With no real majority of ethnicity, Kansas City, KS is a true melting pot of culture, and has been since its beginning! There are many museums and historical sites throughout the city that cover its fascinating history and tell the stories of the different ethnic groups that have made it what it is today. But there are three museums in particular that provide an even deeper look into the past.
Strawberry Hill Ethnic Museum & Cultural Center
Just outside of downtown, the Strawberry Hill neighborhood in Kansas City, KS is placed quite literally on a hill that overlooks the confluence of the Kansas and Missouri Rivers. During the early 19th century, immigrants from Croatia, Serbia, Slovenia and Russia migrated to the area along the hillside, which was filled with strawberries. Here they made a community out of their different cultures.
The Strawberry Hill Ethnic Museum and Cultural Center is a Queen Anne Style home that was built in 1887. The family it was built for lived there for 32 before it was turned into an orphanage ran by Catholic nuns in 1919. In 1988 the orphanage closed. The property then was turned into a museum that strives to preserve the stories of the eastern European immigrants and their families.
The moment you step into the museum you are immediately overcome by its beauty. From the colorful stained-glass windows and rich wood floors, to antique furniture and décor donated from families of the eastern European immigrants, Strawberry Hill Museum truly takes you back in time.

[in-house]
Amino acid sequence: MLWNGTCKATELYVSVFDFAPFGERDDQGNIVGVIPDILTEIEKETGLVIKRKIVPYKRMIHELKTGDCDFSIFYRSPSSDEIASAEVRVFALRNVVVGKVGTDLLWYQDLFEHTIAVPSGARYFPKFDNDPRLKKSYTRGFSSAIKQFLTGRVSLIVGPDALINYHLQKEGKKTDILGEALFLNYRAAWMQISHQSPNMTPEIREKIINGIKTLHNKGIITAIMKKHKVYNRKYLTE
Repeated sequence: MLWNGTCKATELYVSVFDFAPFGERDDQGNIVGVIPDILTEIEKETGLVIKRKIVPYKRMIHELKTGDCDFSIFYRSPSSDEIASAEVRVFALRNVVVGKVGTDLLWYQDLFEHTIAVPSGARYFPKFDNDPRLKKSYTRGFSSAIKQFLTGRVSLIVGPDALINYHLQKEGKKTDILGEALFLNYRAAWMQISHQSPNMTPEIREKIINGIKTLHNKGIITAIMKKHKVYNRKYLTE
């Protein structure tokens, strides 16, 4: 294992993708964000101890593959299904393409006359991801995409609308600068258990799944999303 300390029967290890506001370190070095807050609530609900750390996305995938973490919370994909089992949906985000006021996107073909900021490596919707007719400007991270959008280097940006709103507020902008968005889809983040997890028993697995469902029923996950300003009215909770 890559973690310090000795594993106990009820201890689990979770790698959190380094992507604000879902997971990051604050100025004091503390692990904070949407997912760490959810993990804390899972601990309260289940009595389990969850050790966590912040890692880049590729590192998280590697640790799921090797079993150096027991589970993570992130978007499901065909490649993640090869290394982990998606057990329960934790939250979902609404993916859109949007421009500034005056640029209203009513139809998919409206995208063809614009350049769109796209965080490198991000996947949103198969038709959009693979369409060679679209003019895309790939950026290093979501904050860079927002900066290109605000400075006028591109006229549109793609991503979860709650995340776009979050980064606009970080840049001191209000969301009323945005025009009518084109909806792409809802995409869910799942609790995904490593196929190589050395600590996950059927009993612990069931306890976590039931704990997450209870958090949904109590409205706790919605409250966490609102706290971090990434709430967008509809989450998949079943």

Old Quindaro Museum
During the mid the Quindaro Townsite in Kansas City, KS was settled by a group of migrant settlers and abolitionists who strived to secure Kansas as a free territory. The town was a Free State port-of-entry for abolitionists in Kansas, and its people helped slaves escape Missouri and link them to the Underground Railroad. Today you can see what is left of the original stone and brick homes and businesses of the town at the Quindaro Ruins & Overlook.
Not far from the overlook is The Old Quindaro Museum, which was once home to a family of the area. The smalls but mighty museum houses an extensive display of photographs of the people and the town. Through documents and artifacts like clothing and old-fashioned shackles, the museum spreads awareness of the cultural significance of this rarely recognized piece of American history.
Grinter Place Historic Site
Grinter Place Historic Site is known as being the oldest house in Wyandotte County and possible the oldest farmhouse in Kansas. The 1857 Gregorian Vernacular house was home to Moses and Annie Grinter. Moses was one earliest settlers pioneer settlers in Kansas and was a ferry and trading post operator along the Kansas River. His wife, Annie, was of the Lenape (Delaware) tribe.
Grinter Place is furnished to look like it did when the Grinters lived there, and even has a few of the family’s original furniture pieces. Guests can explore the house, and learn more about life was like for settlers of the area through the museums tours and programs. The home looks over the Kansas River, and the spacious land around the house is often used for family fun events throughout the year.